The following post contains a silfert-style rant. Gestures, facial expressions, and vocal inflections are, of course, absent. The language has been left intact and may be unsuitable for some audiences. Parental guidance is advised.
I have a love/hate relationship with antique shops. The hate part stems from my hyperactive sarcasm gland. It says things like, "Are you out of your freaking MIND? There's no way in HELL I'm gonna fork over that kind of cash for this!"
The sarcasm gland goes into overdrive when the object in question is a 1980's-vintage Salad Shooter. "In the original box!!" Well, BFD! IT IS A PLASTIC SALAD SHOOTER. IT IS NOT WORTH THIRTY-FIVE OF MY HARD-EARNED DOLLARS.
Now if it came in a sandalwood box stuffed with cashmere, yes. I would then fork over thirty-five bucks. But come ON! A Salad Shooter is not an antique! It's a vegetarian with diarrhea! Add to that the fact that there is no remote possibility of my accepting the idea that something that was around when I was a kid is in an antique shop. No, no, no.
Another thing on the "hate" side of my feelings for antique shops is the idea that it's nothing more than legal snooping through someone else's crap.
"Wow, Mildred, look! What kinda loser owns forty-two sets of Howdy Doody salt and pepper shakers?"
"This is your Cousin Sally's booth, Dork Boy."
Yeesh. Here's someone's life, being pored over, scoffed at, and bought for far less than memories are worth. They also hardly ever have yarn.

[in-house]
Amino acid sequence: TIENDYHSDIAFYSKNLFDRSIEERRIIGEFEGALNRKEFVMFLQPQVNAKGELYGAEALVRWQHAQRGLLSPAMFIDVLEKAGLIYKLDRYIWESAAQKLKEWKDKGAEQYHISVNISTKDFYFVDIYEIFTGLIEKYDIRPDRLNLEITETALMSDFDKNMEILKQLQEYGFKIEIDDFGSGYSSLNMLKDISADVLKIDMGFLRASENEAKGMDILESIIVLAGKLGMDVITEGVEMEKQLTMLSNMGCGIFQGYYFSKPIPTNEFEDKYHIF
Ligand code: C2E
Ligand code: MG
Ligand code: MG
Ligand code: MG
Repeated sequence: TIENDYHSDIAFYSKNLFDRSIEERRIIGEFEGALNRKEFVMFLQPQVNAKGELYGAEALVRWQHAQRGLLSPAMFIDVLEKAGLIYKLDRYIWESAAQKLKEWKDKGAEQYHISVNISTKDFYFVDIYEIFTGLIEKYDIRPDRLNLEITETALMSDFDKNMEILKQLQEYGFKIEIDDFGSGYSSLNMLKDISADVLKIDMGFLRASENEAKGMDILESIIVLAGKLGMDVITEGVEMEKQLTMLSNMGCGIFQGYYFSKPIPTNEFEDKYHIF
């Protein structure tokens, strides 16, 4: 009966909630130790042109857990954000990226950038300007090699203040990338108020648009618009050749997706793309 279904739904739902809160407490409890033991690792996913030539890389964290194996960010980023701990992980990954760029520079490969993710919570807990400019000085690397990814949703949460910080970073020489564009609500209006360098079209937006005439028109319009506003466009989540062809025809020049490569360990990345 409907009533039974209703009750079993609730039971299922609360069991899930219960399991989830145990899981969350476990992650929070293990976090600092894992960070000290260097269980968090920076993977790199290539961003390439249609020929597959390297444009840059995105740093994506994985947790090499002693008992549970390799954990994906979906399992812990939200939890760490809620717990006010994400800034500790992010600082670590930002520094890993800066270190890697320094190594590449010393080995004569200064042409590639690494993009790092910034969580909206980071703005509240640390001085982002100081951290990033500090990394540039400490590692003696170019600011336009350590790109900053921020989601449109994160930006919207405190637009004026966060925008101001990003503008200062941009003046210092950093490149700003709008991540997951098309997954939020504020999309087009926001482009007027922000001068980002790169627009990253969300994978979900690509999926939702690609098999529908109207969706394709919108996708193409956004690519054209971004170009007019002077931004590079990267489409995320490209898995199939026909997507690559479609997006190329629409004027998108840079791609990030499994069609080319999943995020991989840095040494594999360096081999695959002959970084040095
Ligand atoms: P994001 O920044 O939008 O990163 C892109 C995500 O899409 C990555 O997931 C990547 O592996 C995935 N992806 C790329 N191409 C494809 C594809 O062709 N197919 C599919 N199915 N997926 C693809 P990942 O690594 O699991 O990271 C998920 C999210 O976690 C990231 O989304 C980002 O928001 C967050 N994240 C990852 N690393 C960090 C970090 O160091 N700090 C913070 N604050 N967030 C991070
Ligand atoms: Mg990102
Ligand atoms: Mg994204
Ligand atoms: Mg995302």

On the "love" side is the fact that I DO buy stuff. Sometimes it's something cool only to me and the original owner. Sometimes it's a book that makes me drool while still fitting into my budget. The first edition Arabian Nights with Maxfield Parrish artwork does not meet all of these qualifications, but I'm working on it.
This past weekend, Clan silfert was joined by T and E, two fine and funny friends. We visited a cider mill, gorged on doughnuts, and scouted an antique shop. I found a 1916 cookbook, printed in Topeka, that now lives on one of our shelves. In the very back of the shop, I saw something knitted.
Oooh, aaah! Wait a minute. Holy shit. Olive drab wool. And there's a tag in the back.
American Red Cross. According to the handwritten tag, the vest was made in 1944. Oh. My. GOD! Screw the Salad Shooters! Why is this here? Did a soldier wear this? A Red Cross volunteer?
It is in beautiful condition. Minimal felting, and the very few tiny holes have been neatly (and almost invisibly) mended with black thread. The pattern is simple. Cast on at the back bottom, work up with a decrease at the armhole, up to the shoulders, add a second ball of yarn, increase for the neckline, work down to the bottom hem. The side seams have been whipstitched together. The edgings are already worked in. TEN DOLLARS?!
I must be casual. Someone does not know what they have here. Had. This is coming home with me.
It's going to hang in the living room along with the Marine Uniform worn in 1944 by Himself's dad, as soon as I have copied the pattern. I can look at it every day, knowing that someone made this. Someone wore this. This sweater is a year older than my dad. It came off of the needles the year before we raised the flag on Iwo Jima.
It is a piece of history. An artifact, tossed away for ten bucks. My brain hurts, thinking about it. Now I have to think about something else. I love this vest because it is knitted, and because it is connected with history in a very important way. But it is not a family heirloom. Not from MY family, anyway. So...
Do I keep it and make it a part of our family history, or do I give it to a museum where it will be treasured and cared for...
almost as much?